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LagosLast activity one month ago

Overhead bridges are few along that stretch, especially from Orile to Badagry. It will take a lot of work for people to cross the express once the trains become operational.

From mile 2 to Abule-Ado, for instance, has just three overhead bridges, one at mile 2, Festac, and the other at Abule-Ado.

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Well, that's the price of development. We can't continue to be backward.

In Dubai, I once went to a mall opposite the Sheik Zayed expressway to where I was staying. I had to walk 1km away to the nearest metro, cross, and walk like 1k back again to end up like 100m on the opposite side of my hotel.

And the same thing happened to go back. Luckily what I bought wasn't heavy, and it was evening so the weather was cool

It's only in Nigeria people are trading beside expressways and crossing them anyhow.

Dubai is secured. Therefore, it can't be compared to Lagos in this context. Mile 2, Festac first gate, Agboju, Oluti, and Alakija are filled with criminals who Rob pedestrians and motorists at night along that axis. Walking from Agboju to Festac First gate at night is unsafe to access the overhead bridge.

LagosLast activity one month ago

That is a good write-up, but you should have included the crucial point that this rail project summarizes what is wrong with Nigeria.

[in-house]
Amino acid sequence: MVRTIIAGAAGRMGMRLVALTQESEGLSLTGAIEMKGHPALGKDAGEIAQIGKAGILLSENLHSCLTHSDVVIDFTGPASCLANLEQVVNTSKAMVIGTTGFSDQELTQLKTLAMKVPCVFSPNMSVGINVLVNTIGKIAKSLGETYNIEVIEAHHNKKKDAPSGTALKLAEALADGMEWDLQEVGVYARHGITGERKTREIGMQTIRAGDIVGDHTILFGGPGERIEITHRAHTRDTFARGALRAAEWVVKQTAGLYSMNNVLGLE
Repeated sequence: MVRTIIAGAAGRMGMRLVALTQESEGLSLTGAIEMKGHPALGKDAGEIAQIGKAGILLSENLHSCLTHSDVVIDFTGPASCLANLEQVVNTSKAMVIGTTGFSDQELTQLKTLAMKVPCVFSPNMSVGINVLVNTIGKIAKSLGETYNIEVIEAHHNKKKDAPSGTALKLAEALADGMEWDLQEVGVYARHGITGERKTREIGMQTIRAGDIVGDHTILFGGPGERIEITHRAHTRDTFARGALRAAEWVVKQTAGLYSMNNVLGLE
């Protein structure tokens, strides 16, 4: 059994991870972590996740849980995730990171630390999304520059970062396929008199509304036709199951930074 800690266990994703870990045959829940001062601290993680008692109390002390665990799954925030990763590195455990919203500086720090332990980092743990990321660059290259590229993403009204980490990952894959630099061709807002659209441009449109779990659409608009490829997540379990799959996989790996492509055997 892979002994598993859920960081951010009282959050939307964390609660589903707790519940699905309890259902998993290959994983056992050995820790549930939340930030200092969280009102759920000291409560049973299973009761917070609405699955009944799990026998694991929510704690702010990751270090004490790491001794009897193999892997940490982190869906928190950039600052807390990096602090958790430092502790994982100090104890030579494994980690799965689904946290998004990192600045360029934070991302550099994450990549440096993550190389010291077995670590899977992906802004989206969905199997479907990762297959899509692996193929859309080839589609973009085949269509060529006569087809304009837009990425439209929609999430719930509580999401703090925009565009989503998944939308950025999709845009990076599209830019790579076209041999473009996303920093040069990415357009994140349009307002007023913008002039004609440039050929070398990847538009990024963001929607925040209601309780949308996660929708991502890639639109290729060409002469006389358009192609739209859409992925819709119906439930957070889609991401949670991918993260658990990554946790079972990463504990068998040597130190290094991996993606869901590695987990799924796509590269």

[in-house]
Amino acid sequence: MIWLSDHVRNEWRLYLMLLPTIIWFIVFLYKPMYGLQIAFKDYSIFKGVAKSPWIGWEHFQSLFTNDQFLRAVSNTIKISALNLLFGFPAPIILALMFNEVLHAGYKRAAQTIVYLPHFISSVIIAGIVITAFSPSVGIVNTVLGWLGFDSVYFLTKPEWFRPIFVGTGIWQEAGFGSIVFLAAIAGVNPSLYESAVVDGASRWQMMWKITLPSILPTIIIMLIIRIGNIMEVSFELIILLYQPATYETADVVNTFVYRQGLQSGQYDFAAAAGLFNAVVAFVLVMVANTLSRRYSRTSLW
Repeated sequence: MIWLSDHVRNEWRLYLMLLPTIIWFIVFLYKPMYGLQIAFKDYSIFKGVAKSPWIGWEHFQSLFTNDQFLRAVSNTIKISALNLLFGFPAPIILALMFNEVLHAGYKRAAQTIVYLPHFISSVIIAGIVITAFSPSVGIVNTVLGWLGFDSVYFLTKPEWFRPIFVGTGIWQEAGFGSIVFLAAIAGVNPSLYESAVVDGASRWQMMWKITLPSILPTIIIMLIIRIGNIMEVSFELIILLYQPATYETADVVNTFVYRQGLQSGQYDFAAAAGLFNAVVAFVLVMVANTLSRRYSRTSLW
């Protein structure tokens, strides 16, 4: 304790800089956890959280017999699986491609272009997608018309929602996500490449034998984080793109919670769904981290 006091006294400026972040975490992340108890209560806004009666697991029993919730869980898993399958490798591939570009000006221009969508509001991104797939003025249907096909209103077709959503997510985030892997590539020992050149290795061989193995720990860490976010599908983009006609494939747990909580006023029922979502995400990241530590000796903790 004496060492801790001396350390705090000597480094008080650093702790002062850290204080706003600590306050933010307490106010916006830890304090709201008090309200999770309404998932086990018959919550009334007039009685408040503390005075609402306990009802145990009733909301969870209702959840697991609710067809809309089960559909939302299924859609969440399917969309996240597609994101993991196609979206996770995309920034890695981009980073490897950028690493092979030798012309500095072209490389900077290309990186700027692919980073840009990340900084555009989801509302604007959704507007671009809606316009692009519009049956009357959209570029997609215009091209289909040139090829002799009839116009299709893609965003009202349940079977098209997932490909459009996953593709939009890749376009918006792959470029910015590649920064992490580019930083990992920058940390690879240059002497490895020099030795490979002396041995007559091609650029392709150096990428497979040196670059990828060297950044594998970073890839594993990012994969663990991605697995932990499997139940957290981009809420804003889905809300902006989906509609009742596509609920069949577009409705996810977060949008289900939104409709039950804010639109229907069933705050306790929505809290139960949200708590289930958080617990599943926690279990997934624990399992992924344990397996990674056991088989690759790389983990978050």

The same company did a similar project in Ethiopia. The rail built from Ethiopia to Djibouti was a heavy rail that would carry goods, heavy containers, and cross deserts. Also, it is longer than the Lagos rail. Still, it cost Lagos 10 times what it cost the Ethiopians. It took more than a decade to finish. Shall we jump up in joy for a project that was inflated by a billion dollars that will be used to build more rail systems in Lagos? This project is a source of sober reflection, not joy.

LagosLast activity one month ago

The way they keep hyping this Lagos blue rail, one would think we're at the same level as the rest of the world regarding development.

This shows that Nigeria is still in the Stone age; other countries have since left us behind. Most countries have railroads built underground, but we are celebrating mediocrity here. What exactly is the duty of govt? Is this not One of them? What exactly is the fuss about? Nigeria still needs to develop. I hope president peter Obi is taking note.

Indeed, he has a lot of work to do immediately after he has been sworn in as the president of Nigeria

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The whole country is supposed to be linked by train. One can live in Benin and work in Lagos.

LagosLast activity one month ago

Development is intentional, gradual, and progressive. Sustainability is the core of lasting consequences. Lagos is part of sustainable development. Imagine a project that was conceived in the 80s being realized today! Many states still need a blueprint.